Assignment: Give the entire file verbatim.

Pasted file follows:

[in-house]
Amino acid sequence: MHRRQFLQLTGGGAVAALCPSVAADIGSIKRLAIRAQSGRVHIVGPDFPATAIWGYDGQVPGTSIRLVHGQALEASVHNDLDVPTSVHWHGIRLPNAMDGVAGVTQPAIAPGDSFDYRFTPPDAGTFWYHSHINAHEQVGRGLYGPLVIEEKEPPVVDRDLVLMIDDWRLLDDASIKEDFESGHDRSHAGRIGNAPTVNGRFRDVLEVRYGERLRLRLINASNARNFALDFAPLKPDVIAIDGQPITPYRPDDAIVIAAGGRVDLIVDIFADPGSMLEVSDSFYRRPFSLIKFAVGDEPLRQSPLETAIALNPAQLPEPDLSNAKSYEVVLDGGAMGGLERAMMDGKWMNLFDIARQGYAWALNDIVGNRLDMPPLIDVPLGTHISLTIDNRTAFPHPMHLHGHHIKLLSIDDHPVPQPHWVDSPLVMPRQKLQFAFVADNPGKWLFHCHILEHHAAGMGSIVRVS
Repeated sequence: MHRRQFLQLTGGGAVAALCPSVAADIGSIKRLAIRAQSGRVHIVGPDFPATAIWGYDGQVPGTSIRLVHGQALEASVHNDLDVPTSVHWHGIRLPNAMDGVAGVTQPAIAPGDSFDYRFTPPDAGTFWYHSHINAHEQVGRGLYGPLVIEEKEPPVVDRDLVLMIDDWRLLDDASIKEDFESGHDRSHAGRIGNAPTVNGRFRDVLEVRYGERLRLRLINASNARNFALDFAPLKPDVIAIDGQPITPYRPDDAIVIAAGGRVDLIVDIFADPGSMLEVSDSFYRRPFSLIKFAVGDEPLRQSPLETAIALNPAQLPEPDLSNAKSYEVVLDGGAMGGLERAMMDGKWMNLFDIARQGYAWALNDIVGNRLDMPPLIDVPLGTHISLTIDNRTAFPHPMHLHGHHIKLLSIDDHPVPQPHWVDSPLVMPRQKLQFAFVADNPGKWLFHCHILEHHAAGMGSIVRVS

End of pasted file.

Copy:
[in-house]
Amino acid sequence: MHRRQFLQLTGGGAVAALCPSVAADIGSIKRLAIRAQSGRVHIVGPDFPATAIWGYDGQVPGTSIRLVHGQALEASVHNDLDVPTSVHWHGIRLPNAMDGVAGVTQPAIAPGDSFDYRFTPPDAGTFWYHSHINAHEQVGRGLYGPLVIEEKEPPVVDRDLVLMIDDWRLLDDASIKEDFESGHDRSHAGRIGNAPTVNGRFRDVLEVRYGERLRLRLINASNARNFALDFAPLKPDVIAIDGQPITPYRPDDAIVIAAGGRVDLIVDIFADPGSMLEVSDSFYRRPFSLIKFAVGDEPLRQSPLETAIALNPAQLPEPDLSNAKSYEVVLDGGAMGGLERAMMDGKWMNLFDIARQGYAWALNDIVGNRLDMPPLIDVPLGTHISLTIDNRTAFPHPMHLHGHHIKLLSIDDHPVPQPHWVDSPLVMPRQKLQFAFVADNPGKWLFHCHILEHHAAGMGSIVRVS
Repeated sequence: MHRRQFLQLTGGGAVAALCPSVAADIGSIKRLAIRAQSGRVHIVGPDFPATAIWGYDGQVPGTSIRLVHGQALEASVHNDLDVPTSVHWHGIRLPNAMDGVAGVTQPAIAPGDSFDYRFTPPDAGTFWYHSHINAHEQVGRGLYGPLVIEEKEPPVVDRDLVLMIDDWRLLDDASIKEDFESGHDRSHAGRIGNAPTVNGRFRDVLEVRYGERLRLRLINASNARNFALDFAPLKPDVIAIDGQPITPYRPDDAIVIAAGGRVDLIVDIFADPGSMLEVSDSFYRRPFSLIKFAVGDEPLRQSPLETAIALNPAQLPEPDLSNAKSYEVVLDGGAMGGLERAMMDGKWMNLFDIARQGYAWALNDIVGNRLDMPPLIDVPLGTHISLTIDNRTAFPHPMHLHGHHIKLLSIDDHPVPQPHWVDSPLVMPRQKLQFAFVADNPGKWLFHCHILEHHAAGMGSIVRVS